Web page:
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The Samurai Of Prog - Secrets of Disguise CD (album) cover


The Samurai Of Prog


Crossover Prog

4.00 | 134 ratings

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4 stars Multinational ensemble THE SAMURAI OF PROG first appeared in 2009 as contributors to some of the Colossus series of concept albums, planned and organized by the Finnish prog organization Colossus and released by French label Musea Records. Initially a duo consisting of Finland based, Italian musician Marco Barnard and Finnish musician Kimmo Pörsti, later with US musician Steve Unruh added to the core band. But rather than restricting themselves to the talents of those three musicians, guest musicians have been involved too. Especially when the band decided to make an album of their own. This production, "Undercover", appeared in 2011 and consisted first and foremost of cover tunes with a few minutes of original music thrown in for good measure.

Come 2013 and The Samurai of Prog returns with their second album. A double feature this time around, but pretty much set up in a similar manner as their debut album: A lot of cover tunes and a few items of original material flavoring the proceedings.

The cover tunes are bye and large enjoyable excursions into rather varied parts of the symphonic progressive rock universe. Playful Italian prog and Gentle Giant oriented material with jazzy flavoring side by side with accessible, melodic varieties of the style closer to the likes of Camel as well as a ballad from Yes and a few items of darker sounding, brooding material pulled from the archives of bands such as King Crimson and Van der Graaf Generator. The Samurai of Prog generally sticks to a faithful rendition of these compositions, they don't try to revolutionize these more or less classic songs but they don't try to replicate them either. Subtle alterations is a feature for all the songs covered, with arrangement and instrument choices as well as a somewhat larger emphasis on certain instrument features or expressions the main variations given to the different songs. Sometimes to good effect and at other times not quite as much, most likely depending on just how close a relationship you have to the song in question. For me personally, their take on Aspirations by Gentle Giant lacked the magic of the original as I'm probably to accustomed to and to fond of the sheer superficial simplicity of the original, the cover version here containing a few too many details for my taste. Other pieces came across as much more charming, and most charming of all for me their take on Utopia's "Singring and the Glass Guitar". A tongue in cheek epic composition on all levels, as a fantasy fiction fan and as someone who have spent a few hours of my life playing computer role playing games this songs brought frequent smiles to my face.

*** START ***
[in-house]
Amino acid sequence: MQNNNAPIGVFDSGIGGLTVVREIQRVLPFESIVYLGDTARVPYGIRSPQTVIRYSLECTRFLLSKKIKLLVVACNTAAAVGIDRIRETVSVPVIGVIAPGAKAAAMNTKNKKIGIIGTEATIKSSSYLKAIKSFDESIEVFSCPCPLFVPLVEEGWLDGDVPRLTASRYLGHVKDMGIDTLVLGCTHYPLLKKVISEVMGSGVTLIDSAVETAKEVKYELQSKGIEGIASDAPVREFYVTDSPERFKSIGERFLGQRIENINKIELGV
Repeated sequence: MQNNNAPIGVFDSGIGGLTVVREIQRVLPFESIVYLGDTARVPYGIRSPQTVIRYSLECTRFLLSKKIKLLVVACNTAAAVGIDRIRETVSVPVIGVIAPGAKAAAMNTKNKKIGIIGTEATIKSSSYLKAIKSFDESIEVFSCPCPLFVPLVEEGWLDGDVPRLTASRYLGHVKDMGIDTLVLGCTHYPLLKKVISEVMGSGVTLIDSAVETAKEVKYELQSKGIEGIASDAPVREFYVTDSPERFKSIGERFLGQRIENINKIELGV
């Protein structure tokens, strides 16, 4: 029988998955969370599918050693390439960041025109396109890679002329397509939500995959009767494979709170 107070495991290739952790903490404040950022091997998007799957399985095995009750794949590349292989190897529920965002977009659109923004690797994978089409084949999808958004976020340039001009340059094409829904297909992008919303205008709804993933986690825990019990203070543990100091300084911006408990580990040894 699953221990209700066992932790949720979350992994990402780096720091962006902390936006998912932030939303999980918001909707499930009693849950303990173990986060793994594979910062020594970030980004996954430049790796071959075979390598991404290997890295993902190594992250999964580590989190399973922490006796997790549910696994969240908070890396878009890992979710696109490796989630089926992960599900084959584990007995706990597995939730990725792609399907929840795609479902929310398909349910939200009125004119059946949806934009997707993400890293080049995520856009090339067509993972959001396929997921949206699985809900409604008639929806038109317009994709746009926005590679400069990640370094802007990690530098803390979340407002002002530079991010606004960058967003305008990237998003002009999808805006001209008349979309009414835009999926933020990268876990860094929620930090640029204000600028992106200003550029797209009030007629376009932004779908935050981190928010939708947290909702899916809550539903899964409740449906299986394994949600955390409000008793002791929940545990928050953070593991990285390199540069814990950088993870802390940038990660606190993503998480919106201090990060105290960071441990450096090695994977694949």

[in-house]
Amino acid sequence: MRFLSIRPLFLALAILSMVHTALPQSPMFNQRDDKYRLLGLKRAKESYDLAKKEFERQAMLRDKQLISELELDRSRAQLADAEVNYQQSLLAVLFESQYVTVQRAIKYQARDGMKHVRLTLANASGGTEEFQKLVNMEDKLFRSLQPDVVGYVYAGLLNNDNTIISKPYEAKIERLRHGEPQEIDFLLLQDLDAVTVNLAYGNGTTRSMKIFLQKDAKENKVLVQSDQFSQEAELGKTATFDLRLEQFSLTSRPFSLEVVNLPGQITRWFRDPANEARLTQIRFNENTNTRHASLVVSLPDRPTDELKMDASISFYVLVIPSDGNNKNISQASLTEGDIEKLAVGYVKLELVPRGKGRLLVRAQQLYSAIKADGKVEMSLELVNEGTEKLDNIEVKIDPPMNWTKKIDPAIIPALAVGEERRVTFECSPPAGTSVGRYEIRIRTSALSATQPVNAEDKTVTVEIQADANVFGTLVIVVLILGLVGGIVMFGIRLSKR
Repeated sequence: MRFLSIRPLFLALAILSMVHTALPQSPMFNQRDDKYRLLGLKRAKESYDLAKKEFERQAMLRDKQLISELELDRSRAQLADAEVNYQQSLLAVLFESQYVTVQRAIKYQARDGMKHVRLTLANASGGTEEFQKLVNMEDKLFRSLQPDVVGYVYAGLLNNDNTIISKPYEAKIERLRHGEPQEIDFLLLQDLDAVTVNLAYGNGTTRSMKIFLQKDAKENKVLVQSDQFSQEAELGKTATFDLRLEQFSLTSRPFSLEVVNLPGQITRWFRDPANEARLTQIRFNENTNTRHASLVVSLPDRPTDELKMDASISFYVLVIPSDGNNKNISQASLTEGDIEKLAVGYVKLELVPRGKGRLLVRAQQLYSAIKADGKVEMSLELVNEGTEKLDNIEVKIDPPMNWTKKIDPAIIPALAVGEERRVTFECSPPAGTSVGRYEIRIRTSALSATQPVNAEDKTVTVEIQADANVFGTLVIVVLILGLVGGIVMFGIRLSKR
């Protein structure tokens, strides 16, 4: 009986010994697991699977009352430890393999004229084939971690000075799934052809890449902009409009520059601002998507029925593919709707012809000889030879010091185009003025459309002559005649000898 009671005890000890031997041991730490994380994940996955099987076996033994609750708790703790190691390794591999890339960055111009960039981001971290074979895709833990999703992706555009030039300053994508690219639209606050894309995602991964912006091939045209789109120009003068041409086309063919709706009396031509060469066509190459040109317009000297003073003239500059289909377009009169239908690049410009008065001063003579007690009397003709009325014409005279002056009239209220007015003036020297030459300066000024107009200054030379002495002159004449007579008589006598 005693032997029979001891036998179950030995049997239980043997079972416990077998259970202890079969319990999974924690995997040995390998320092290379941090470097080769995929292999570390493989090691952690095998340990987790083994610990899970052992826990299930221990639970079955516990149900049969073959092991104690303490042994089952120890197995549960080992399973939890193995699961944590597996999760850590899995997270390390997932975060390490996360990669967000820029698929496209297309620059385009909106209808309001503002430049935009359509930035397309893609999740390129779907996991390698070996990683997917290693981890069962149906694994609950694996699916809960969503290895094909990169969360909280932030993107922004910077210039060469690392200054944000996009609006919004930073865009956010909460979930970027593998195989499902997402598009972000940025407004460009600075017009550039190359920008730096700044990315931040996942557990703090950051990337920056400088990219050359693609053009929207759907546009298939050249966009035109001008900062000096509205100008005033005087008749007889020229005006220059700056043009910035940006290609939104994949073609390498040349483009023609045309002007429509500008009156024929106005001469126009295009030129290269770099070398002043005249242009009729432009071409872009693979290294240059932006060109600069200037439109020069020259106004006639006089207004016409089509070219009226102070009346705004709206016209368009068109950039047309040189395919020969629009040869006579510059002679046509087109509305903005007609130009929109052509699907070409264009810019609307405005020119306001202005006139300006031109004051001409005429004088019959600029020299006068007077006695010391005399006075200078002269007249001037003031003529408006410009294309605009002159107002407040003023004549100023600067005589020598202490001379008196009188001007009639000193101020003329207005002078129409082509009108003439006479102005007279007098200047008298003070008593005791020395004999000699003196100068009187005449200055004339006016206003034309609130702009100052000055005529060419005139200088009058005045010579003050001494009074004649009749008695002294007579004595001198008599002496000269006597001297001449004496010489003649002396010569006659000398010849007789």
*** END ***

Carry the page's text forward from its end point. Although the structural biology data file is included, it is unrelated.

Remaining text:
But the general tendency of these songs residing somewhere in the symphonic progressive rock universe is probably the most important bit of information for those curious about this double CD, and I might also add that all the songs covered has been given if not a modern then at least more of a timeless mix and production, which at least to younger listeners most likely will make these cover versions worthwhile checking out for this detail alone.

The most impressive tracks at hand are the original ones however. Like on their debut album David Myers is at hand again with a splendid piano introduction to one of the classic pieces of progressive rock, in this case it serves as an introduction to the band's take on Genesis Dancing with the Moonlit Knight. And while it does take a bit of time to get accustomed to some of the vocal parts in it, the Gothic-flavoured dark symphonic exploration of Lovecraft's spine chilling tale about Charles Dexter Ward is another clear highlight. Previously released on a conceptual tribute to Lovecraft, but on this double CD presented in an alternative arrangement - nice.

The clear highlight for me was the playful, diverse and rather jolly Sweet Iphigenia however. From medieval folk music through vintage oriented symphonic progressive rock to jazzrock and back again, this item is a celebration of the 70's progressive spirit given a contemporary coating, and a tune I suspect was challenging, frustrating but also sheer fun to create and record. An excellent piece of progressive rock in it's own right.

All in all, "Secrets of Disguise" is a solid album by this multinational project. A taste for symphonic progressive rock is needed, and an open mind as far as cover versions are concerned, but if you recognize yourself in such a description this is a double CD that should provide you with plenty of enjoyable listening. And, at least for me, the 20 or so minutes of original material presented the proverbial icing on the cake.

Windhawk | 4/5 |


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